Part 1: The complexity of folding a box, even for fun
In ancient times in Asia, paper was already expensive and used for utilitarian purposes (storage of foodstuffs, communication, etc.).
As you may know (for readers who know me personally), I love origami and especially utilitarian origami, a discipline aimed at producing paper figurines for everyday use. Boxes intended for food, bags of seeds for gardening or consumption, boxes, boxes and more boxes …
Practicing utilitarian origami these days is like stepping back in time. Above all, it allows the reuse of paper and offers a fun activity for young and old!
I have been experimenting with a variant of origami for several years: modular origami.
This is a particular technique, a specialization of traditional origami, by assembling without gluing figurines (which we will call modules) to obtain mainly boxes of different styles. I rely in particular on the teachings of Tomoko Fuse, an expert in the field.
It is indeed complex to make one of these figurines for a novice.
For a model of a complete octagonal box, for example, I need on average a little more than two hours *: 1h15 for the base, 1h15 for the cover made up of a total of 16 modules.
Here is the box in question:
I have a few dozen hours of modular origami practice. The precision to be achieved is of the order of a millimeter in the folds and the assembly for an acceptable realization (the appreciation is subjective in reality).
If we refine, for more than two hours of work I mean:
|N°||ENTITLED||DETAIL||APPROXIMATE TIME||DURATION RETAINED FOR A BOX|
|1||ARTISTIC CHOICES||the choice of paper (I only use magazines or expired brochures, varying from 70 to 90g / m2 of paper in an existing stock.||delay of around 30s for boxes cut from the same magazine||8’|
|2||MATERIAL PREPARATION||the cutting and the preparation of the paper, the choice of the format, the colors or the patterns which harmonize … according to each one in reality, it is the artistic side of the activity…||1 to 2 ’per square.||30’|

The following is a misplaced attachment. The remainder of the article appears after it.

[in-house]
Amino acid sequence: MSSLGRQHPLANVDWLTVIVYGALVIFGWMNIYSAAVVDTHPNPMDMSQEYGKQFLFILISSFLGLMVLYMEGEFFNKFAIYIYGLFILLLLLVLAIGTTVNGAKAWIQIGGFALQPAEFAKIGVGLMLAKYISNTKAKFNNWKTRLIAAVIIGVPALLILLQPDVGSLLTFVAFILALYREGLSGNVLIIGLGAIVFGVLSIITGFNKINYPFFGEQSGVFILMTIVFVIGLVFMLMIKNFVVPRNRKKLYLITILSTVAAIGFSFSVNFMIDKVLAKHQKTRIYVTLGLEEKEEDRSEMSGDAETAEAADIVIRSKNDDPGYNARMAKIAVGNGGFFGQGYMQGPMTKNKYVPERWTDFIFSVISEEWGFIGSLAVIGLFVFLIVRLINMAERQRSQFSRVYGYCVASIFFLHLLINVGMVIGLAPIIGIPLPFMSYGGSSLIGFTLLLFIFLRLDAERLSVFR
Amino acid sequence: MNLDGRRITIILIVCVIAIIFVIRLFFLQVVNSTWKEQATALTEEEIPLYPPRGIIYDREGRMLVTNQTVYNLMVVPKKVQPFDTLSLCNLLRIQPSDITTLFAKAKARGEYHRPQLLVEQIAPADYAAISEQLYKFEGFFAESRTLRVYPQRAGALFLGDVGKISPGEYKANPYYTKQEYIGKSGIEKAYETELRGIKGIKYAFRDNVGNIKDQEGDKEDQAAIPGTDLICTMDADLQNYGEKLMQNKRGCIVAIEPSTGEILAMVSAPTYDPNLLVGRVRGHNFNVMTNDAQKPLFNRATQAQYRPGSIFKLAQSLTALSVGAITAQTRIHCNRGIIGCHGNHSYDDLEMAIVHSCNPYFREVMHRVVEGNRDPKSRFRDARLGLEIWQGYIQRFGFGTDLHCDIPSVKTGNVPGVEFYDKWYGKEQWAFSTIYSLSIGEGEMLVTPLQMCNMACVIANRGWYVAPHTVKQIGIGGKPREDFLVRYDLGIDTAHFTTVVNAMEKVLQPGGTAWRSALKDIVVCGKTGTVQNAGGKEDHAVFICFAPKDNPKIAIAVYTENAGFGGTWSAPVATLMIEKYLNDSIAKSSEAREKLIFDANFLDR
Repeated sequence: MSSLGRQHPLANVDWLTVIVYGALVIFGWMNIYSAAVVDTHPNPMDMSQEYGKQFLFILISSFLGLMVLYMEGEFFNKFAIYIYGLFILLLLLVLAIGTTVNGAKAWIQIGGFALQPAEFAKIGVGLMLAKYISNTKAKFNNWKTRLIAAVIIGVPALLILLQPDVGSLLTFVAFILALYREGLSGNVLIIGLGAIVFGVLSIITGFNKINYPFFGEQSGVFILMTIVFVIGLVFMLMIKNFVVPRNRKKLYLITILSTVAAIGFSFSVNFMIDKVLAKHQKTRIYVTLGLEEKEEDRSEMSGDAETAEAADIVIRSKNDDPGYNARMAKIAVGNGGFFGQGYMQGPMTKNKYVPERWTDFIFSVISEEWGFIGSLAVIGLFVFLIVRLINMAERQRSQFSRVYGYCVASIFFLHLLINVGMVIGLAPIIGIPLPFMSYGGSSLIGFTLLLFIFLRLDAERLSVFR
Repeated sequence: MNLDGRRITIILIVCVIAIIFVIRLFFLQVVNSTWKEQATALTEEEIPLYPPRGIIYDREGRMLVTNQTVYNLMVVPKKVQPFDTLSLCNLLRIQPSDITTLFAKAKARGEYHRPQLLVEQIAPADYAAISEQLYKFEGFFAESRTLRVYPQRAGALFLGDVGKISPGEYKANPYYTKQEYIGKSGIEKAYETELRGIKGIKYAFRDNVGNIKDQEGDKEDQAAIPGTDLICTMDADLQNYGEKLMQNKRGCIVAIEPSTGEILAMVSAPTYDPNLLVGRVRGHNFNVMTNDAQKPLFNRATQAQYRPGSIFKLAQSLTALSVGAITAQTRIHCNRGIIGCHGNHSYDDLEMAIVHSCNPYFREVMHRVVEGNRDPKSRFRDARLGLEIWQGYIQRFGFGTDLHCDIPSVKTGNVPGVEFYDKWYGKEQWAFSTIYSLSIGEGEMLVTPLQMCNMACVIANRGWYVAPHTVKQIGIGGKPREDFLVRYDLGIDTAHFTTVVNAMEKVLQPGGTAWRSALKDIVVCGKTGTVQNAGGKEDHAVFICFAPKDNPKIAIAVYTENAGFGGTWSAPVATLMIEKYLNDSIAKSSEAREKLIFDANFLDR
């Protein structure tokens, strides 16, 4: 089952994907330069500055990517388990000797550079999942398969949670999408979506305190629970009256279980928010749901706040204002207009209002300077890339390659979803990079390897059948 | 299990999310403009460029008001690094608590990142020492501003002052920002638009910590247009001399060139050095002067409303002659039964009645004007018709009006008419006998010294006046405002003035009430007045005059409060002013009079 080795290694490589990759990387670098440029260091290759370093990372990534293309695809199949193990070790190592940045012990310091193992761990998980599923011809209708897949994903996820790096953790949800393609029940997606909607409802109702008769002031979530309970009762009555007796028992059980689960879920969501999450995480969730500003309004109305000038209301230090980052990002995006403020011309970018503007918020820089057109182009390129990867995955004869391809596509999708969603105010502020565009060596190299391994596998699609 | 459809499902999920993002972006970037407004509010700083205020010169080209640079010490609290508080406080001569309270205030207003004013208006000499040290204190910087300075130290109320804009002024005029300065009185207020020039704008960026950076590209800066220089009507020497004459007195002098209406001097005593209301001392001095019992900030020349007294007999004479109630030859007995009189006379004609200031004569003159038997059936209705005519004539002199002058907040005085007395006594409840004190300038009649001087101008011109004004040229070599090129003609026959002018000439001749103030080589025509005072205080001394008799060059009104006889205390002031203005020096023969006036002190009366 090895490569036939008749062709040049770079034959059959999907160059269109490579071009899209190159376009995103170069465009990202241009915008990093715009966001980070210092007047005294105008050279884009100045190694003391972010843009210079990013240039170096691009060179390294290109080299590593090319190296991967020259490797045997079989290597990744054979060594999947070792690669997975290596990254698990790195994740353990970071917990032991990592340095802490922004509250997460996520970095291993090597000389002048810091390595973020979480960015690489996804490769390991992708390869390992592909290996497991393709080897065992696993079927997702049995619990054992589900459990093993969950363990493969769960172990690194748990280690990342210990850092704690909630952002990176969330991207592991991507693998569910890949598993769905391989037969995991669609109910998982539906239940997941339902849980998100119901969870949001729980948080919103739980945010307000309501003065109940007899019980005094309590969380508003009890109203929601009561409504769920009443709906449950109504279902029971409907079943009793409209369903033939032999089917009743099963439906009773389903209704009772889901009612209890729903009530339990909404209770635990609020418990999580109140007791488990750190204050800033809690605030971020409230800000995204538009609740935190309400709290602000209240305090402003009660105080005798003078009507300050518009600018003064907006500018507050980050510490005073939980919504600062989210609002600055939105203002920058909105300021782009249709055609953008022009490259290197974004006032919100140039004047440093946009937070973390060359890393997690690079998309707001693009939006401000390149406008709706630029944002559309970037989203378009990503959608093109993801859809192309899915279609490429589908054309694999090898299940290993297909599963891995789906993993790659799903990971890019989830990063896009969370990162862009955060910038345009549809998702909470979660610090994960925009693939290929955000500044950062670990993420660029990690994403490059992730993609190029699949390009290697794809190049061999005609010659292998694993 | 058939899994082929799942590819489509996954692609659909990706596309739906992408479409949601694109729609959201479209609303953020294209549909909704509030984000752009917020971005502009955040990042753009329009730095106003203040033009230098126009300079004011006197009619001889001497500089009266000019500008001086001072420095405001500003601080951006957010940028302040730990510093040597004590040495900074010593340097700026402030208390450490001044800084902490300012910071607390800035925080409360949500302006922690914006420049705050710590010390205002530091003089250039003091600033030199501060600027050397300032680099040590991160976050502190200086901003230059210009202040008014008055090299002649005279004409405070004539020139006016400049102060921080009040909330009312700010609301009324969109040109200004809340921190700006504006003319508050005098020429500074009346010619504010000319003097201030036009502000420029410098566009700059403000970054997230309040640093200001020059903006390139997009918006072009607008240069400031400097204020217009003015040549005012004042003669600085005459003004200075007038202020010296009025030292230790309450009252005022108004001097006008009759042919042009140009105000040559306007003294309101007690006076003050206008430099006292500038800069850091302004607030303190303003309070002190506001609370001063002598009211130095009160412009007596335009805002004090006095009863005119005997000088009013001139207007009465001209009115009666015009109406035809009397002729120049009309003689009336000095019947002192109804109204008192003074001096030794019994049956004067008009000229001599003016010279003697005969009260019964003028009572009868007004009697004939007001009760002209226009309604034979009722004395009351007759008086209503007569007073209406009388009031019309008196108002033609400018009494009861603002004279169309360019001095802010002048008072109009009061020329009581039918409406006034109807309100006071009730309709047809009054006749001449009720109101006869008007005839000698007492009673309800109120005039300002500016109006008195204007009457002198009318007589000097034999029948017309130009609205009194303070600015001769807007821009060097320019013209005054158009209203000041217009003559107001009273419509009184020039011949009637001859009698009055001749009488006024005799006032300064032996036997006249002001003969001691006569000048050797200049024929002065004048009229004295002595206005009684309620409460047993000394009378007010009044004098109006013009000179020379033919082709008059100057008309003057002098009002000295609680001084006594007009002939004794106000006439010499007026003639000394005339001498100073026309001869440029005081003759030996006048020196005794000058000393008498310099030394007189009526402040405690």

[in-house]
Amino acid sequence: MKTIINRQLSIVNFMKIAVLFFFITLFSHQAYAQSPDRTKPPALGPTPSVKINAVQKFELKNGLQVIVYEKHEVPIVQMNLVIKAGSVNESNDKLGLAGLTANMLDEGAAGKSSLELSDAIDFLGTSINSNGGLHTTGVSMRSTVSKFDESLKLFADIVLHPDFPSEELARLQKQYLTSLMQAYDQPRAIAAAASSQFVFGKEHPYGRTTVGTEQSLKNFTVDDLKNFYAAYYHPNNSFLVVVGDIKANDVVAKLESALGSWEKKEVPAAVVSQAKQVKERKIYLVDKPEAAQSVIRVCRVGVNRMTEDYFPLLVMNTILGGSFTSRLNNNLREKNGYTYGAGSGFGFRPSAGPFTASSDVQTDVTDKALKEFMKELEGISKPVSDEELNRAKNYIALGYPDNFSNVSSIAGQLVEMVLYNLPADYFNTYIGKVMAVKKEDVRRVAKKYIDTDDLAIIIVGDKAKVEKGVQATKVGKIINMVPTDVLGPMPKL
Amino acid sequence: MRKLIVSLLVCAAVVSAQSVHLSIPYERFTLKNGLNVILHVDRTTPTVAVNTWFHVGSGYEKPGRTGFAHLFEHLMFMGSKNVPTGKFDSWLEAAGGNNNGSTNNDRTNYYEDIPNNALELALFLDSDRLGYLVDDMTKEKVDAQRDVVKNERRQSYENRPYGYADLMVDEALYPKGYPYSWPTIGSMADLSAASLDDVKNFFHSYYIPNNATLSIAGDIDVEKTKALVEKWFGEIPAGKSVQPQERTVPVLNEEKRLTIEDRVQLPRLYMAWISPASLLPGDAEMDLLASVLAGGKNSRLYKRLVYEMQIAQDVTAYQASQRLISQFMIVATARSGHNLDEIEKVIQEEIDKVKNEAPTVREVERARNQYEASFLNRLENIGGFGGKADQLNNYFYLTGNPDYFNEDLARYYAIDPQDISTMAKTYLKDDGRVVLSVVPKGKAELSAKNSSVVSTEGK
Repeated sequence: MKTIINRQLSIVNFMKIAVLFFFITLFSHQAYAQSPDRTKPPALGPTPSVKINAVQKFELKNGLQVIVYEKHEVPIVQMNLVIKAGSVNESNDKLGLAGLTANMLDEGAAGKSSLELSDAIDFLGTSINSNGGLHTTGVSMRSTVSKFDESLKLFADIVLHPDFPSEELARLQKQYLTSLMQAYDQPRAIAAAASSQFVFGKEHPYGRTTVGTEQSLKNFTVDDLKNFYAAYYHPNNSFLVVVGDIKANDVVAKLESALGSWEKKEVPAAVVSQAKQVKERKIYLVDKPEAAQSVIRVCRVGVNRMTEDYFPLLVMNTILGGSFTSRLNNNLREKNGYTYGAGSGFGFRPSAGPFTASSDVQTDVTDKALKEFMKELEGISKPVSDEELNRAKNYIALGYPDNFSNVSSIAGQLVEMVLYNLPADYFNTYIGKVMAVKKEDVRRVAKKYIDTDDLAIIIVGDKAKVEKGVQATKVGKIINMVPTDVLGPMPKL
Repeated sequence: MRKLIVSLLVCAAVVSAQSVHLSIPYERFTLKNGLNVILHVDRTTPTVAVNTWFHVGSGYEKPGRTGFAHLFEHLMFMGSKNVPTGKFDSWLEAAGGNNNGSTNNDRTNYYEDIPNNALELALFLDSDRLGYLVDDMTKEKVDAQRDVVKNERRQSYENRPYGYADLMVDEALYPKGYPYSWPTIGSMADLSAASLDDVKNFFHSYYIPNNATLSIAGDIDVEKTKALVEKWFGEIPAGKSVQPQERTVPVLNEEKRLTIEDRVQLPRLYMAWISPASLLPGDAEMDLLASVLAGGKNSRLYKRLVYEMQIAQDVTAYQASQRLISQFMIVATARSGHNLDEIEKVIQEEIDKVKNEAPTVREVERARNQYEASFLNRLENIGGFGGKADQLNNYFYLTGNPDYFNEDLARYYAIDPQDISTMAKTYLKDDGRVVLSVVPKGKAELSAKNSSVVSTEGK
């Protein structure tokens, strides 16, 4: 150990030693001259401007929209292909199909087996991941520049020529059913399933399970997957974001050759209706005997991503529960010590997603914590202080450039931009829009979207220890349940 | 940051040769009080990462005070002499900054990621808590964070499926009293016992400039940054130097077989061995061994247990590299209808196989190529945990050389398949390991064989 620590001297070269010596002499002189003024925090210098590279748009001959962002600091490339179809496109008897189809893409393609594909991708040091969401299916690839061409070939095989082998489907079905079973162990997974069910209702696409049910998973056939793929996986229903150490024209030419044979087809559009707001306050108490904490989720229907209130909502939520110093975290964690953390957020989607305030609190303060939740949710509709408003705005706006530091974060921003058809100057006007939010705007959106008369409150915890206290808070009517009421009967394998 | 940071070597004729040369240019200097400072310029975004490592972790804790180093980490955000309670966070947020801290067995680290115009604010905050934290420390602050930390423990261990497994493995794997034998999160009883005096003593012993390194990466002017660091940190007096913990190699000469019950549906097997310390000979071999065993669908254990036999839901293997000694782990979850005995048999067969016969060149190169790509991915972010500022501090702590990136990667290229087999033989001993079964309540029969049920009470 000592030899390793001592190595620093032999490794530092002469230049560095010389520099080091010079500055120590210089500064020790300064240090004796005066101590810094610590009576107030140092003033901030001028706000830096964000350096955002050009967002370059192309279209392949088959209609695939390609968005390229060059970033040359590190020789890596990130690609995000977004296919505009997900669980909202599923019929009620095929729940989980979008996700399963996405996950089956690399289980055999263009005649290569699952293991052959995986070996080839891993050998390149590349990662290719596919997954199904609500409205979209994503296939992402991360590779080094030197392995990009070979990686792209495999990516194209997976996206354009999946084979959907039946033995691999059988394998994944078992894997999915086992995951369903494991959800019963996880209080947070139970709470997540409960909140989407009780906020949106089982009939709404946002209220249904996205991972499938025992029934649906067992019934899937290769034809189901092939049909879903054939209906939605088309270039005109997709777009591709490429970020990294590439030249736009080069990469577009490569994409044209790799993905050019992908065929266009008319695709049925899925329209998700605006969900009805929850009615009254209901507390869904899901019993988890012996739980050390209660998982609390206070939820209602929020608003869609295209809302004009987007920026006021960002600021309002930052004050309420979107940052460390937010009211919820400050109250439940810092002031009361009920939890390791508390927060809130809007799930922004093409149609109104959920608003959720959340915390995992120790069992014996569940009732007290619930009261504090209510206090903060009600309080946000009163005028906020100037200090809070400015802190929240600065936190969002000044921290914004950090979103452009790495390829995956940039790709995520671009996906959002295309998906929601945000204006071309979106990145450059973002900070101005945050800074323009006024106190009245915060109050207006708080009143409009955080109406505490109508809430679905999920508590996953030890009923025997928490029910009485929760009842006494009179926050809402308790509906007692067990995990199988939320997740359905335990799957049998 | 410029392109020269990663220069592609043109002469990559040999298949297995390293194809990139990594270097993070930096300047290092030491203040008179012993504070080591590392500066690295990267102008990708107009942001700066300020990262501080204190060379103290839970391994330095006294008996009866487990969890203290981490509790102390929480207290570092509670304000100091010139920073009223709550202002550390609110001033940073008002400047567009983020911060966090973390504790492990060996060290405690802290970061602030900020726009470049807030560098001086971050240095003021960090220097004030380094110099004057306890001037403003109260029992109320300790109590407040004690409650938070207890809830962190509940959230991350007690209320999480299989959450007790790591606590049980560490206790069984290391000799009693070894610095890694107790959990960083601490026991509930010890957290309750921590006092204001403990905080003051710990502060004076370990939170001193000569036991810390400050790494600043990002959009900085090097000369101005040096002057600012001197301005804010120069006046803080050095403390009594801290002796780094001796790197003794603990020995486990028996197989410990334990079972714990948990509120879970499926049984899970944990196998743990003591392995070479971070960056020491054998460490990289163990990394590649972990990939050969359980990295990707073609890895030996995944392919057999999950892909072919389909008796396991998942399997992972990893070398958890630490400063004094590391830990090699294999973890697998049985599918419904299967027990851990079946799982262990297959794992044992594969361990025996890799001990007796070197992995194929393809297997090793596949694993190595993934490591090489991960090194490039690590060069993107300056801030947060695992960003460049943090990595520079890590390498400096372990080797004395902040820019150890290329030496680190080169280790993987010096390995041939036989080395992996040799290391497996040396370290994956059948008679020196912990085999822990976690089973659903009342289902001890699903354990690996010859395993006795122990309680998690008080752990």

|3A||PRODUCTION||the folding of each of the 16 modules||5´ per module or 5 * 16 = 80 ‘or 1h20 for the whole box.||80’|
|3B||TOOLS||the realization of an optional template to individually control each of the modules||5´ for the template, assimilated to a module, it is optional.||5’|
|4||ASSEMBLY||assembly of the modules (this is not the simplest of steps). Ah, I forgot to tell you, the instructions I have are in Japanese and I don’t understand written Japanese, just the visuals. The G ** trad service has always helped me with a diagram in my book.||30’ per box, but it may take longer to understand the principle at the beginning.||30’|
|5||QUALITY||quality control, finish (sometimes the box cover does not fit with its base.||1 to 2’ per box.||2’|
|6||MARKETING||(I leave the box lying around, if someone makes a good or bad comment elsewhere, it’s won).||negligible||0|
|TOTAL||155’ that is 2h35’|
I occasionally practice origami to relax. The loss rate is one in three boxes depending on my productions. The cost of the paper being what it is, it is the primary motivation for the choice of materials.
For the figure above, I spent 45 ‘for the base of the box, so I had to staple!
The reasons for this huge loss rate are multiple, they can be grouped into three main categories:
- the subject
- the environment
- the complexity of the assembly
The subject: the origamist
- dexterity, it varies between each folder.
- the level of experience of the folder in relation to the figure to be performed…
- the state of concentration of the folder at a time t.
- patience: the readiness of the folder to want to make a box in record time, by delusional skipping optional steps (mountain or valley fold for example, the knowledge of the basics of origami is essential). A channel that explains the basics well here.
The surrounding environment and the material
- the quality of the paper which varies according to what one uses.
- the humidity level of the paper, characteristic of the environment in which it was stored in my case a room at 18° with a humidity level of 60% on average.
- brightness (may result in loss of precision if insufficient for the folder).
- The complexity of folding: you need rigor and rely on a precise diagram in a precise order.
- The complexity of the assembly: indeed, a badly operated assembly can degrade the quality of the modules and require a new assembly. Assuming that it is dedicated to this task, a folder with additional “spare parts” modules will therefore go faster in its assembly than a folder with the exact quantity so as not to slow it down if there are misfires.
How does origami relate to industry, and more specifically to software industry?